Hot cross buns can now be called ‘Mister hot cross buns’. We have to put some respect on the name of the most sought-after buns during the Easter season.
For many, the recipe has been handed down through generations but for most, it’s just a thing that they pick up at the grocery or bakery. But with some of the prohibitive costs of hot cross buns, we reached out to Marianne Fraser, an amazing caterer and parishioner of St Joseph RC to get the secret behind her delicious hot cross buns.
Marianne’s cakes and pastries are phenomenal. She began baking in her teenage years. “Originally, I started when I was in secondary school, and it was fun. I had food allergies, and I found out that there were a lot of people like me and so I got a sense of satisfaction knowing that I was also helping people.”
She admits that many years ago she started variating and adding her special touch to a recipe she received from Natasha’s Kitchen (natashaskitchen.com).
If you try her hot cross bun recipe, send us a message and let us know how it turned out.
1/2 cup raisins, currants and 1 cup boiling hot water
3/4 cup warm milk divided into 1/2 cup and 1/4 cup
1/2 cup white sugar and 1/2 tsp sugar
1/4 cup (4 tbsp) unsalted butter, softened 15 seconds in microwave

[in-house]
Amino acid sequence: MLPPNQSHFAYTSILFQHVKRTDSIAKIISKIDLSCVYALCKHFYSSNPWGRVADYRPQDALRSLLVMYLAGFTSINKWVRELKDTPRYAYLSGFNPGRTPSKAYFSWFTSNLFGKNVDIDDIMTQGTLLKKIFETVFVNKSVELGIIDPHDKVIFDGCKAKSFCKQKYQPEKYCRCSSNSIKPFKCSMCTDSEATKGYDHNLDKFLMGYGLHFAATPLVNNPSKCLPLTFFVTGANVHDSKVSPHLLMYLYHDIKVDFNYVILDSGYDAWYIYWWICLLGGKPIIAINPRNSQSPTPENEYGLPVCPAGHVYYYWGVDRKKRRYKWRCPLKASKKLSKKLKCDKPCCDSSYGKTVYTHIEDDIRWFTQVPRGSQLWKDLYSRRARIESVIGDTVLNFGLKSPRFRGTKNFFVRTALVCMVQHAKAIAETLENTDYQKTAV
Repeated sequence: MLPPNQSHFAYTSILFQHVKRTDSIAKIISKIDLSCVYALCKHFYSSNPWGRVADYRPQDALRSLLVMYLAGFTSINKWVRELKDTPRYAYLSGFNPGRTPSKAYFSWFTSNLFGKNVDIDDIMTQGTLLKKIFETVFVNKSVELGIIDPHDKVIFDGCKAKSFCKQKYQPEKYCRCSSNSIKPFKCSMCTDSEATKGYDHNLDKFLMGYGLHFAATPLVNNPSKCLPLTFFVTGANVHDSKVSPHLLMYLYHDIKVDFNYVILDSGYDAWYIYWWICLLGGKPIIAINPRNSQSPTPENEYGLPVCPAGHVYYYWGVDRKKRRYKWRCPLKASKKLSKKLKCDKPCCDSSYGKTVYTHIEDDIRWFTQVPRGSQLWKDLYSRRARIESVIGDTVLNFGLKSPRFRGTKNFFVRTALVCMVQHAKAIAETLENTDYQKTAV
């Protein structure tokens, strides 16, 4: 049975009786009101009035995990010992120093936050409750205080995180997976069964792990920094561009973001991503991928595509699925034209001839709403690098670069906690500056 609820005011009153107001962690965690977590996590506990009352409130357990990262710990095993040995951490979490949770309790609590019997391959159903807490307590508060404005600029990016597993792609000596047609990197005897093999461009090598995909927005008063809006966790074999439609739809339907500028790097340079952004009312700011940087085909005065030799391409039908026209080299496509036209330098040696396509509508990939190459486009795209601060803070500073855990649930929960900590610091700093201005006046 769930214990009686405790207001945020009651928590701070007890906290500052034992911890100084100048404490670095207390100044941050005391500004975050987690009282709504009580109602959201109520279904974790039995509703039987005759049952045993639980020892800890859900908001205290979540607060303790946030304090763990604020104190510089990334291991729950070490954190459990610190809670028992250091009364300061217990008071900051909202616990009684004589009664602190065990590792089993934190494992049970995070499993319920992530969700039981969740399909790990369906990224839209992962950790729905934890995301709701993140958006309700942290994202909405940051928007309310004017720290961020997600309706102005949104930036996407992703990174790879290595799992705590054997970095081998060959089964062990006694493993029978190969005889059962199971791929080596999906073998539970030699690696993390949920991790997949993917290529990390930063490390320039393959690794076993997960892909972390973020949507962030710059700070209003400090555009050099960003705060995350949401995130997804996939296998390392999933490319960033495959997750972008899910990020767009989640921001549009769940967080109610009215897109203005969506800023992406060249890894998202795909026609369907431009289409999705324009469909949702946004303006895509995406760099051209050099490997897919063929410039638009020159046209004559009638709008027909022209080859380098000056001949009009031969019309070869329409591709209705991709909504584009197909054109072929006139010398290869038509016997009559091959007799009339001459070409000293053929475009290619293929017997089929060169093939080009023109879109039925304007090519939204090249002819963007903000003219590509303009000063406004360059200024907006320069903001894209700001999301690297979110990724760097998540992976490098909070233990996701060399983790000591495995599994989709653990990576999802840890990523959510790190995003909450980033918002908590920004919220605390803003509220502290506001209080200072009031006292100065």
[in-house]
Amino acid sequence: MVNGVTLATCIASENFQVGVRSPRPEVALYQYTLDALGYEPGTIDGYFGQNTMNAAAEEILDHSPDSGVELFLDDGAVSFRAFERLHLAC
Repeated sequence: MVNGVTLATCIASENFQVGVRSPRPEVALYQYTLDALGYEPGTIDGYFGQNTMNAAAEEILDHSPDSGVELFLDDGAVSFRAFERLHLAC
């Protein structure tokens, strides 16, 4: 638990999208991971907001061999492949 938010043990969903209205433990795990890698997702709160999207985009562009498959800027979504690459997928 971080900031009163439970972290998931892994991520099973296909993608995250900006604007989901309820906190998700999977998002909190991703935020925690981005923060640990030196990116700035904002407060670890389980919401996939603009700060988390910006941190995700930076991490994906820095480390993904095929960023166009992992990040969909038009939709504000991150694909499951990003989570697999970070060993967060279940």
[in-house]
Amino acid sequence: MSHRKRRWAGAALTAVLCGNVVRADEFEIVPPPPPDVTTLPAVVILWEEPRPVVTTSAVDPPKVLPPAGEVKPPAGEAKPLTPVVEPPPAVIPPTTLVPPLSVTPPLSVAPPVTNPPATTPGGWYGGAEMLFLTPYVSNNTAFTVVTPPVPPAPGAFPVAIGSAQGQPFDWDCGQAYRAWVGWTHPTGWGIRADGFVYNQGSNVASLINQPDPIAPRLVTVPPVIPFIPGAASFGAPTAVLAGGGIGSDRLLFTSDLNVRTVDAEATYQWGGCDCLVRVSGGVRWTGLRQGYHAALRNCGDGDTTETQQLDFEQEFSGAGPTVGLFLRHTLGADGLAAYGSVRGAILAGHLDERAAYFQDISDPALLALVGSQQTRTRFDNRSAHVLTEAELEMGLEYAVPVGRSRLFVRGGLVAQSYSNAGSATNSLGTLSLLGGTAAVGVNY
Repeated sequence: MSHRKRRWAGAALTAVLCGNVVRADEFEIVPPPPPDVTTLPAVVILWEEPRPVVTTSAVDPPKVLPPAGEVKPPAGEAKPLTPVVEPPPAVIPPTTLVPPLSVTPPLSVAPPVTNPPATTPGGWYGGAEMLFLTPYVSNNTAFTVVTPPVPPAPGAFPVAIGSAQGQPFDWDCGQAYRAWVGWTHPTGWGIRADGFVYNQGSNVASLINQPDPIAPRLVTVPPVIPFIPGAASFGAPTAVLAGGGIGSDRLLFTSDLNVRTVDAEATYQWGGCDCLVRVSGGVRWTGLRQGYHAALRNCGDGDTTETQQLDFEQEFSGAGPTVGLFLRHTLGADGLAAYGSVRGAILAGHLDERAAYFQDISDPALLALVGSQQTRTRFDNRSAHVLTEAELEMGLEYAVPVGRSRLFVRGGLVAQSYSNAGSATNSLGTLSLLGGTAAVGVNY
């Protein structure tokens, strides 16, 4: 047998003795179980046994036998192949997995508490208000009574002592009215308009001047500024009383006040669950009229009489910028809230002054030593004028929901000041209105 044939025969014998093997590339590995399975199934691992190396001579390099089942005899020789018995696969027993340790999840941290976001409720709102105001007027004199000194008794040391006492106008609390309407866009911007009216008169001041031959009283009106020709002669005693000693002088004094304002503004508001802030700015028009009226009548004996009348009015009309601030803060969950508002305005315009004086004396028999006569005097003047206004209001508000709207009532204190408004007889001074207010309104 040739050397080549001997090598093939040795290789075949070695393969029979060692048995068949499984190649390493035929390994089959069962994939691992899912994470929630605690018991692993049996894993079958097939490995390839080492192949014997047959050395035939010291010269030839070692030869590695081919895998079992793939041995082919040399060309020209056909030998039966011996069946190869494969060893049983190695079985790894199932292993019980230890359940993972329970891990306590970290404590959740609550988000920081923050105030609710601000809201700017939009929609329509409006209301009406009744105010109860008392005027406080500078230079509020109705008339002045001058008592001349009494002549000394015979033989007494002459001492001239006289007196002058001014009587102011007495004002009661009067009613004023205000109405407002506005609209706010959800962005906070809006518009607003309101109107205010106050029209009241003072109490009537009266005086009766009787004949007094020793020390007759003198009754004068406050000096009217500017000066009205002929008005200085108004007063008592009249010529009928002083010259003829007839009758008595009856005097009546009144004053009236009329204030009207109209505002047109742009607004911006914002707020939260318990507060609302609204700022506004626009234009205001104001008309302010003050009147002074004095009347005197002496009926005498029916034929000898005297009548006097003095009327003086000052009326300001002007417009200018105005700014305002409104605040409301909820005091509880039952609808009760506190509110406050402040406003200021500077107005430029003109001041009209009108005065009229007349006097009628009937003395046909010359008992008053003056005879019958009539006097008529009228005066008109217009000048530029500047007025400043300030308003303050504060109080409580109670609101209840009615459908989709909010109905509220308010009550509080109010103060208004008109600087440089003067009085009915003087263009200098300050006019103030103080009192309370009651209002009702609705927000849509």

1/2 tsp salt
1 packet of active dry yeast (about 3/4 tbsp or 2 1/4 tsp)
2 large eggs, well beaten
3 1/2 cups all-purpose flour
1/4 tsp ground cinnamon
1/8 tsp (a large pinch) ground nutmeg
For the egg wash:
1 egg, well beaten with 1 tsp water
For the glaze:
1/2 cup powdered sugar mixed with 2 1/2 tsp milk
1. In a small bowl, combine 1/2 cup raisins/currants with one cup boiling hot water. Let sit for 10 minutes then drain well and set aside.
2. In a large measuring cup, combine 1/4 cup warm milk with 1/2 tsp sugar and sprinkle yeast over the top. Stir and let sit at room temperature until bubbly and doubled in volume (10 minutes).
3. In a large mixing bowl, combine 1/2 cup very warm milk with 1/2 cup sugar, 4 tbsp softened butter and 1/2 tsp salt. Stir until butter is melted. Add 2 well beaten eggs and proofed yeast mixture. Stir in 1/4 tsp ground cinnamon and pinch of ground nutmeg.
4. Using the dough hook attachment mix in 3 1/2 cups flour, one cup at a time until soft dough forms. Knead 8–12 minutes until smooth and elastic. Dough will still stick a little to the bowl but not to your fingers. If kneading by hand, use a wooden spoon to stir, then turn out onto a well-floured surface and knead 8–12 minutes using just enough flour to prevent sticking to your hands.
5. Add drained raisins/currants (you can pat dry with paper towels if they still seem too wet) and transfer dough to a large buttered bowl, turning it to bring the buttered side-up. Cover with a tea towel and let rise in a warm, draft-free room 1 1/2 hours or until doubled in volume.
6. Turn dough out onto a lightly floured surface, cut in half then continue cutting dough until you have 12 equal sized pieces. Roll dough into balls and transfer to a buttered baking pan. Cover with a tea towel and let them sit in a warm room for 30 minutes until puffed.
7. Preheat your oven to 375˚F/191˚C. Generously brush the tops with egg wash and bake for 15–17 minutes or until tops are golden brown. Remove from the oven and let cool in the pan.
8. Once buns are warm, stir together the 1/2 cup powdered sugar and about 2 1/2 tsp milk. You can add more powdered sugar to thicken if needed. Transfer to a piping bag and pipe a cross shape over each of the buns. Serve warm or at room temperature.